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Australia set to make autonomous emergency braking mandatory by July 2022


The Australian federal government has made some of its strongest noises yet that key accident-avoiding braking technology will be made mandatory for new cars as early as 2022 

Autonomous emergency braking, often abbreviated as AEB, automatically slows or stops a car when it detects that a collision with an object is imminent. The most basic AEB systems can detect cars, but more sophisticated systems also sense pedestrians and cyclists, making the technology particularly useful in city environments.

Despite not being mandated, AEB has become increasingly common on modern cars across all price brackets but there are some notable exceptions. Popular vehicles like the MG MG3 and Honda Jazz hatchbacks and the Volkswagen Amarok ute do not offer AEB at all, while a number of luxury cars – including the Porsche Macan SUV – offer AEB only as an option.

Toyota HiLux using car-to-pedestrian AEB technology
The federal government will look to make car and pedestrian detecting Automatic Emergency Braking technology made mandatory for cars in Australia

This week’s move towards mandatory AEB arrives in the form of a recommendation detailed in the Australian Government’s latest Regulation Impact Statement. The note stated the Australian Design Rules should be updated with a requirement to include car-to-car and pedestrian-detecting AEB on newly-introduced cars by July 2022, and then to all existing on-sale models by July 2024.

While regulations will mandate the basic forms of the automatic braking technology, cyclist-detecting AEB and lane keeping assist have been left off the table for now.

The change would be effected by way of an amendment to the Motor Vehicle Standards Act 1989 – a piece of federal government legislation that can be altered by vote of Parliament.

Toyota HiLux with AEB detecting a cyclist
While basic forms of AEB are likely to be mandated, cyclist detecting forms of the technology and lane keep assist will not be included

The move to require AEB would bring Australia into line with existing regulations in Europe, and was welcomed by local safety authority ANCAP – which requires the presence of AEB for any car hoping to achieve its five-star rating. However, there is no requirement for manufacturers to receive an ANCAP score.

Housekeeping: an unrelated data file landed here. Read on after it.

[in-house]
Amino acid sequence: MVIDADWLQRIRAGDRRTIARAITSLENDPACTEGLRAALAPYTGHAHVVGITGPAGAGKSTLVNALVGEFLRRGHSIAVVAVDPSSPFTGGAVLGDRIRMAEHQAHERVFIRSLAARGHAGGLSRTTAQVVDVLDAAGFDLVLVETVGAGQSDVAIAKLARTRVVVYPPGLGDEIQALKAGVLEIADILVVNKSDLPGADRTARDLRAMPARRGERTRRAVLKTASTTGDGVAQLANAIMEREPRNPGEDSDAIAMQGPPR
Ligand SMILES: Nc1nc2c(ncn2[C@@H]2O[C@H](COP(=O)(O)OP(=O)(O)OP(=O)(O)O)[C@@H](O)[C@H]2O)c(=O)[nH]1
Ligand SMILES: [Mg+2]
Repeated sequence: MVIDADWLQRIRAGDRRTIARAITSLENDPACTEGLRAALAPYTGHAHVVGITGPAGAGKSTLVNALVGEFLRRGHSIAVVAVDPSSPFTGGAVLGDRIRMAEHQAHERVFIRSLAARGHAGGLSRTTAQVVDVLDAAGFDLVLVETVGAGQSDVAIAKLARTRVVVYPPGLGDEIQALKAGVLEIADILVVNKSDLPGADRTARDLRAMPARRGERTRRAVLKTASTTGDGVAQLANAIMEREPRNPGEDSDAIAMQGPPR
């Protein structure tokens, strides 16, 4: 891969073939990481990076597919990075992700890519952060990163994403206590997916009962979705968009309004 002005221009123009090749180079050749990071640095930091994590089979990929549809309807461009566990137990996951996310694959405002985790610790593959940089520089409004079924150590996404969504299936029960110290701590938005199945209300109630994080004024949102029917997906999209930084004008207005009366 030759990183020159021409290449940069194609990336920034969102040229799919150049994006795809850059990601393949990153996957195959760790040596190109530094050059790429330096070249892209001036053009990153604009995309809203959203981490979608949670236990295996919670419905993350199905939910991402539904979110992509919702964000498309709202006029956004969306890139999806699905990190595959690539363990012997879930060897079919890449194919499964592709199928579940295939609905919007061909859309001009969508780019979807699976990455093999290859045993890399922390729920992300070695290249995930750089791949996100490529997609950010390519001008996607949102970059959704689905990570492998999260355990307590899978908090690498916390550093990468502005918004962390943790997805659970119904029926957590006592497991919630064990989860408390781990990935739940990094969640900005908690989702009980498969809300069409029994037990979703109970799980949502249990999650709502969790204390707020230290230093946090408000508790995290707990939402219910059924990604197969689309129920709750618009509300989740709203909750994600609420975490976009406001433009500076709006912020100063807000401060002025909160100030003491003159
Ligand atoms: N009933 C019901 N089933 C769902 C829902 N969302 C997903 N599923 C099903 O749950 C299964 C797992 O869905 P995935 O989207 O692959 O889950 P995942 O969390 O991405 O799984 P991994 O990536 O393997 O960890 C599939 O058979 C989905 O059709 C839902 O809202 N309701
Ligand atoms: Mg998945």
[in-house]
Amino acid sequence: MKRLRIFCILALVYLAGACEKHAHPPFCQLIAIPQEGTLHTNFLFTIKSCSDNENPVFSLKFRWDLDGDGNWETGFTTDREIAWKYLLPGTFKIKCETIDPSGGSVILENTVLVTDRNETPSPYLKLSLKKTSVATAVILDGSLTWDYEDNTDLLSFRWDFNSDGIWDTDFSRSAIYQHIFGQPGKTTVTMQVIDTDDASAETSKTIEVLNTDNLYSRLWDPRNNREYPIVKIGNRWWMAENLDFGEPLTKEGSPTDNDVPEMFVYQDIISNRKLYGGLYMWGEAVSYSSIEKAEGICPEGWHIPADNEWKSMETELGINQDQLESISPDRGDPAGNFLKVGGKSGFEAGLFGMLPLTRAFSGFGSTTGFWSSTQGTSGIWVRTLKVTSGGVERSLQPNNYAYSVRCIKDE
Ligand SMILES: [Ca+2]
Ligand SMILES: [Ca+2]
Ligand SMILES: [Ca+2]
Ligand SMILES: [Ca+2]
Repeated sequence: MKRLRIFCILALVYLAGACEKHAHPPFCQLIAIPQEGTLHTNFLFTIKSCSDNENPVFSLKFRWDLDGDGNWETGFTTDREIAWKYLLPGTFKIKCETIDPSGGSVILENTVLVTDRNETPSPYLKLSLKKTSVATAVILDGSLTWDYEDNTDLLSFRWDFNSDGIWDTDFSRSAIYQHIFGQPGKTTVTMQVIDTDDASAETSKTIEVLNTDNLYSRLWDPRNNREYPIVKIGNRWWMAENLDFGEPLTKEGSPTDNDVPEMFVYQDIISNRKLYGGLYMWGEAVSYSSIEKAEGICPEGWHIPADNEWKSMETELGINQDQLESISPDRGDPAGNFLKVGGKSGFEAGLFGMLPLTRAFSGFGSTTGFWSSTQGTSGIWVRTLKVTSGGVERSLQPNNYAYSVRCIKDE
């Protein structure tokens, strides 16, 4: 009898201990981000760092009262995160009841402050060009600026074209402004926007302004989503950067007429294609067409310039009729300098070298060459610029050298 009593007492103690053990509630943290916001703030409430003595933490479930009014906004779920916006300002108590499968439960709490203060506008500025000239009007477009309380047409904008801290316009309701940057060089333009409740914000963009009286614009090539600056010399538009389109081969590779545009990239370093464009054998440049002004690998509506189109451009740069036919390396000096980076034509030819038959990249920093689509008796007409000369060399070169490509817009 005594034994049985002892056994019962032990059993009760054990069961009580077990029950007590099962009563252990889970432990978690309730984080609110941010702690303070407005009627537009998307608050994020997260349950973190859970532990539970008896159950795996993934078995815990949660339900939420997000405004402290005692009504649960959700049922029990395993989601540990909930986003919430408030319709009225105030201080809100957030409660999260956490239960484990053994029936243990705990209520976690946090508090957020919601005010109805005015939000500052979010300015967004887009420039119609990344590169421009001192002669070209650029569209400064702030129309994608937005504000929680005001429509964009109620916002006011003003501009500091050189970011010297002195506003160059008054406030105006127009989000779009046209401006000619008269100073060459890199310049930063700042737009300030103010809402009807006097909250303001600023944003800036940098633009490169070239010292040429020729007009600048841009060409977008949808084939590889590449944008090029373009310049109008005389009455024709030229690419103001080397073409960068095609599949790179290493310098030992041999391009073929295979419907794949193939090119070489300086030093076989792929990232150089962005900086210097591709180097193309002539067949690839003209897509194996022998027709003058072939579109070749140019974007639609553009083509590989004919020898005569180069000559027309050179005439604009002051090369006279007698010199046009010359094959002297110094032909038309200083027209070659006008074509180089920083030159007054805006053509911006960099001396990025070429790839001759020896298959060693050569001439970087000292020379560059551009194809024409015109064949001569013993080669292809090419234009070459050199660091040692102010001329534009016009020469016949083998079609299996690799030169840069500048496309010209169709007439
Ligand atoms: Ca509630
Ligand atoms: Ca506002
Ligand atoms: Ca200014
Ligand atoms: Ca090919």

ANCAP Director Rhianne Robson said car manufacturers were already heavily investing in the important safety technology.

“Our latest analysis of new light vehicle sales shows voluntary fitment of AEB has increased to 66 per cent, with 186 new light vehicle models equipped with this life-saving technology as standard,” Ms Robson said.

“The proposed regulatory move will help close the gap among vehicle models that are yet to voluntarily include AEB, and we encourage the introduction of an ADR that mandates AEB in the same timeframe as the EU to ensure all new car buyers benefit from this important technology,” Ms Robson added.

Hyundai Venue detecting a stopped car using AEB
AEB has been found to cut the amount of reported accidents by 55 per cent

Manufacturers are increasingly placing importance on AEB, with private buyers and fleet buyers seeking out vehicles with a five-star safety rating, to the point that Mitsubishi stopped making its long-running Pajero, in part, for the old platform’s incompatibility with the safety tech. 

AEB, which is available in various forms including low speed, high speed and cross traffic detection, has been shown to reduce the total amount of reported crashes by 55 per cent, according to the United States Insurance Institute for Highway Safety.